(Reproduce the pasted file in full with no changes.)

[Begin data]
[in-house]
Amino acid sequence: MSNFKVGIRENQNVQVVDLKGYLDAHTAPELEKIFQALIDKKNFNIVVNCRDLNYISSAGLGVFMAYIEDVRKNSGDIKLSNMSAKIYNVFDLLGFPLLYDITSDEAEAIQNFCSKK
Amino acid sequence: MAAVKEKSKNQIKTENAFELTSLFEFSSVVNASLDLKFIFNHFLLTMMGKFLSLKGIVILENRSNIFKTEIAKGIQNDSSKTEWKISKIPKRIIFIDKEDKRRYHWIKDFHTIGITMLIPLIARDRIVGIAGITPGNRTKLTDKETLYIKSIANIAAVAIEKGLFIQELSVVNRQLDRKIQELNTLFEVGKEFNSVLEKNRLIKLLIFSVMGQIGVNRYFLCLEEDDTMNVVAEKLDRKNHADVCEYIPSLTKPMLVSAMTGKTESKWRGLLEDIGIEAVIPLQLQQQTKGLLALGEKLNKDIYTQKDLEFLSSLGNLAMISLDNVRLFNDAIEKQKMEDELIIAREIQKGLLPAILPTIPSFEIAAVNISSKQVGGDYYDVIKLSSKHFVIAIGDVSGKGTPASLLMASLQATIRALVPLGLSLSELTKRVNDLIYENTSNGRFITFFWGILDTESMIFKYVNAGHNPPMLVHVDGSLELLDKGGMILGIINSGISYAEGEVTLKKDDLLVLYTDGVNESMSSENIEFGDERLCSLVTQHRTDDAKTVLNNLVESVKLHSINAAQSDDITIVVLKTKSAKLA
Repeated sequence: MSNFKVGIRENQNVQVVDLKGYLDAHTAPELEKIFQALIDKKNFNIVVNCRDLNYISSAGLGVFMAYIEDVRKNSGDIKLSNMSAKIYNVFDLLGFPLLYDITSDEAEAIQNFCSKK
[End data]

[in-house]
Amino acid sequence: MSNFKVGIRENQNVQVVDLKGYLDAHTAPELEKIFQALIDKKNFNIVVNCRDLNYISSAGLGVFMAYIEDVRKNSGDIKLSNMSAKIYNVFDLLGFPLLYDITSDEAEAIQNFCSKK
Amino acid sequence: MAAVKEKSKNQIKTENAFELTSLFEFSSVVNASLDLKFIFNHFLLTMMGKFLSLKGIVILENRSNIFKTEIAKGIQNDSSKTEWKISKIPKRIIFIDKEDKRRYHWIKDFHTIGITMLIPLIARDRIVGIAGITPGNRTKLTDKETLYIKSIANIAAVAIEKGLFIQELSVVNRQLDRKIQELNTLFEVGKEFNSVLEKNRLIKLLIFSVMGQIGVNRYFLCLEEDDTMNVVAEKLDRKNHADVCEYIPSLTKPMLVSAMTGKTESKWRGLLEDIGIEAVIPLQLQQQTKGLLALGEKLNKDIYTQKDLEFLSSLGNLAMISLDNVRLFNDAIEKQKMEDELIIAREIQKGLLPAILPTIPSFEIAAVNISSKQVGGDYYDVIKLSSKHFVIAIGDVSGKGTPASLLMASLQATIRALVPLGLSLSELTKRVNDLIYENTSNGRFITFFWGILDTESMIFKYVNAGHNPPMLVHVDGSLELLDKGGMILGIINSGISYAEGEVTLKKDDLLVLYTDGVNESMSSENIEFGDERLCSLVTQHRTDDAKTVLNNLVESVKLHSINAAQSDDITIVVLKTKSAKLA
Repeated sequence: MSNFKVGIRENQNVQVVDLKGYLDAHTAPELEKIFQALIDKKNFNIVVNCRDLNYISSAGLGVFMAYIEDVRKNSGDIKLSNMSAKIYNVFDLLGFPLLYDITSDEAEAIQNFCSKK